Doing so would deprive unions that represent the workers of needed money to do so, while leaving the unions stuck with the responsibility and costs for defending and bargaining for such “free riders,” unions defending the agency fee requirement argue.

AFSCME, the Service Employees, both teachers unions, the Fire Fighters, the Communications Workers and other unions with public workers would lose millions of dollars in revenue, crippling them. Depriving unions of money, thus killing them, is RTW’s goal.

Arguing for the fair share fees, the California Teachers Association and the American Association of University Professors concentrated on how a negative ruling would upset a careful balance between state interests and worker interests that the court and laws created.

And they discussed the impact not just on the unions, but on the school kids – and the harm to the dissident teachers themselves.

“Whether public employees should be allowed to avoid paying for the representation state law requires unions to provide them is a question debated in the political sphere for many years,” the two unions and their allies said. The RTW group and its recruits ask the justices “to end that debate by imposing petitioners’ preferred position as a matter of constitutional law.

“To do so, this court must overrule longstanding precedent that extends substantial protections to employees who may disagree with some union positions on political matters,

while at the same time respecting states’ authority to accommodate their own compelling interest in efficient management of their institutions and the competing 1st Amendment interests of unions and their members,” the California Teachers and AAUP said.

They pointed out that fair share fees cover much more than just “a handful of controversial issues.” They also “fund a wide range of other activities that promote the state’s compelling interest in providing students a high-quality education and directly benefit nonmembers like petitioners.”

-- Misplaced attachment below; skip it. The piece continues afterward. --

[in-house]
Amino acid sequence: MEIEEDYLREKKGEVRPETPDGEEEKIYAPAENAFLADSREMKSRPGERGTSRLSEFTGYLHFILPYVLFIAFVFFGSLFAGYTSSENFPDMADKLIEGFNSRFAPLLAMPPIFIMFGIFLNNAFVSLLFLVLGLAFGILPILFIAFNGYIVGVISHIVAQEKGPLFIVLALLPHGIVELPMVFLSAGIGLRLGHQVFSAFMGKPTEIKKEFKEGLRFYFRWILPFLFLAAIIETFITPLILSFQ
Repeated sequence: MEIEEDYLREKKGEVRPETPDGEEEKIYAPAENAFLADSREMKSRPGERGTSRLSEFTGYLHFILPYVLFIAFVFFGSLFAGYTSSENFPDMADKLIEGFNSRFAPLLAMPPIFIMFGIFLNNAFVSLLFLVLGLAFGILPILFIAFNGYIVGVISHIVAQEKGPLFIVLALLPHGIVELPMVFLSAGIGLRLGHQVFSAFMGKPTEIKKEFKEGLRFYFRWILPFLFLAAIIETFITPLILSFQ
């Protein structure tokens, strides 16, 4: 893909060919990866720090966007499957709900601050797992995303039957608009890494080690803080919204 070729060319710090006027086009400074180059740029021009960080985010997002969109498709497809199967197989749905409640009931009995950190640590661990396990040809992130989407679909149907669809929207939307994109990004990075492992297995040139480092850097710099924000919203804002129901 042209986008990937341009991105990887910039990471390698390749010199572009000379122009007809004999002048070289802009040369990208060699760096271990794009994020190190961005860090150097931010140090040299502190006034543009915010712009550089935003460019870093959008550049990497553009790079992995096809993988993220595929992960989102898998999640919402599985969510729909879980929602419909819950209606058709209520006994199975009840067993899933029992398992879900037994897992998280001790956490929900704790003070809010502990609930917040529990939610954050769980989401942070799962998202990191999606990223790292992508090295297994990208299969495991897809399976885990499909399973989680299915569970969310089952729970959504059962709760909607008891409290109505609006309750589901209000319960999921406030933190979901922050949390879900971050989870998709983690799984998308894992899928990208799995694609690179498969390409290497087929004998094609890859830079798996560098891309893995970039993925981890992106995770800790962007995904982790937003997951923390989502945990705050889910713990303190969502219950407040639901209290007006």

Those include education reforms hammered out in collective bargaining, teacher training, “union participation on school health and safety committees that identify school hazards, design student health programs and help plan for emergencies.

Non-members may not always agree with the union, especially on politics, but “they cannot claim they disagree with everything” the union advocates (their emphasis) or “deny they benefit from union activities” to improve pay, working conditions, school safety and bargaining and grievances.

“Providing a constitutional right to a free ride will be far more disruptive to state educational systems than” Friedrichs and her sponsors “are willing to acknowledge. With reduced funds, unions will have fewer resources to devote to implementing school reform measures, participating in health and safety committees, or other collaborative projects.”

Friedrichs and the RTW crowd suggest unions could make up the difference by signing up the “free riders,” the California Teachers Association and AAUP said. Noting what happened in RTW states, that idea harms states’ interests in “collaborative working relationships” with teachers to improve schools, and makes relations nastier, the two retort.